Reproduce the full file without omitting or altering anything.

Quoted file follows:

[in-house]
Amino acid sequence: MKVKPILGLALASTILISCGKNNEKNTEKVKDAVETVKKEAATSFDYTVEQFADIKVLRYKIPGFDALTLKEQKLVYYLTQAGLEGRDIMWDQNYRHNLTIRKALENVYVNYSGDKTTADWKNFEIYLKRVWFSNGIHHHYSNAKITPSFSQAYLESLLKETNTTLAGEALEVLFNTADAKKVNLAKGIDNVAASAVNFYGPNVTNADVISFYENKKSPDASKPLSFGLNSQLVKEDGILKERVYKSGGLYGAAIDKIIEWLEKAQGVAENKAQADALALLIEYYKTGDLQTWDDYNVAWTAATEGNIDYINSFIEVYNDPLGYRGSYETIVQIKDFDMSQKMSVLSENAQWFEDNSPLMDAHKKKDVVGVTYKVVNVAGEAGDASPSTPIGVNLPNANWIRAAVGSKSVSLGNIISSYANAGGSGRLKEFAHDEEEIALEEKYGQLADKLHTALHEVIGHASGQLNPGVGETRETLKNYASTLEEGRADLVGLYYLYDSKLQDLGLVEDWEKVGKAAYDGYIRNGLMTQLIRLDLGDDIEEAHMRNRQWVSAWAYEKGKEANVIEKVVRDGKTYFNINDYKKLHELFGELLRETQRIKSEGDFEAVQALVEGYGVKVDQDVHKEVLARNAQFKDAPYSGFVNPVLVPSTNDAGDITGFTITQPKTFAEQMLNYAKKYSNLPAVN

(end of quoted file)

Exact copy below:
[in-house]
Amino acid sequence: MKVKPILGLALASTILISCGKNNEKNTEKVKDAVETVKKEAATSFDYTVEQFADIKVLRYKIPGFDALTLKEQKLVYYLTQAGLEGRDIMWDQNYRHNLTIRKALENVYVNYSGDKTTADWKNFEIYLKRVWFSNGIHHHYSNAKITPSFSQAYLESLLKETNTTLAGEALEVLFNTADAKKVNLAKGIDNVAASAVNFYGPNVTNADVISFYENKKSPDASKPLSFGLNSQLVKEDGILKERVYKSGGLYGAAIDKIIEWLEKAQGVAENKAQADALALLIEYYKTGDLQTWDDYNVAWTAATEGNIDYINSFIEVYNDPLGYRGSYETIVQIKDFDMSQKMSVLSENAQWFEDNSPLMDAHKKKDVVGVTYKVVNVAGEAGDASPSTPIGVNLPNANWIRAAVGSKSVSLGNIISSYANAGGSGRLKEFAHDEEEIALEEKYGQLADKLHTALHEVIGHASGQLNPGVGETRETLKNYASTLEEGRADLVGLYYLYDSKLQDLGLVEDWEKVGKAAYDGYIRNGLMTQLIRLDLGDDIEEAHMRNRQWVSAWAYEKGKEANVIEKVVRDGKTYFNINDYKKLHELFGELLRETQRIKSEGDFEAVQALVEGYGVKVDQDVHKEVLARNAQFKDAPYSGFVNPVLVPSTNDAGDITGFTITQPKTFAEQMLNYAKKYSNLPAVN